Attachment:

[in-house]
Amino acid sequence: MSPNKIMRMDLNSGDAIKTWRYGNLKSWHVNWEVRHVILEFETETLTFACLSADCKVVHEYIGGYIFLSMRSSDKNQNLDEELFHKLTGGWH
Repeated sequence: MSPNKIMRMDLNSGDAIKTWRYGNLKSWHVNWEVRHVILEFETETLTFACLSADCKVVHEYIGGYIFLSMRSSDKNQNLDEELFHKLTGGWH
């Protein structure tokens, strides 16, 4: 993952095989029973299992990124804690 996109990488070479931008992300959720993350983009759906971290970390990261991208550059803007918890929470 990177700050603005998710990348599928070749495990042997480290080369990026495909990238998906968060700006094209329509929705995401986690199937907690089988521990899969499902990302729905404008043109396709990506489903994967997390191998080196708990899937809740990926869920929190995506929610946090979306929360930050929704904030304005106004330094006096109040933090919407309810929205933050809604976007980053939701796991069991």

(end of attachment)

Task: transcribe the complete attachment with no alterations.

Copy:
[in-house]
Amino acid sequence: MSPNKIMRMDLNSGDAIKTWRYGNLKSWHVNWEVRHVILEFETETLTFACLSADCKVVHEYIGGYIFLSMRSSDKNQNLDEELFHKLTGGWH
Repeated sequence: MSPNKIMRMDLNSGDAIKTWRYGNLKSWHVNWEVRHVILEFETETLTFACLSADCKVVHEYIGGYIFLSMRSSDKNQNLDEELFHKLTGGWH
């Protein structure tokens, strides 16, 4: 993952095989029973299992990124804690 996109990488070479931008992300959720993350983009759906971290970390990261991208550059803007918890929470 990177700050603005998710990348599928070749495990042997480290080369990026495909990238998906968060700006094209329509929705995401986690199937907690089988521990899969499902990302729905404008043109396709990506489903994967997390191998080196708990899937809740990926869920929190995506929610946090979306929360930050929704904030304005106004330094006096109040933090919407309810929205933050809604976007980053939701796991069991």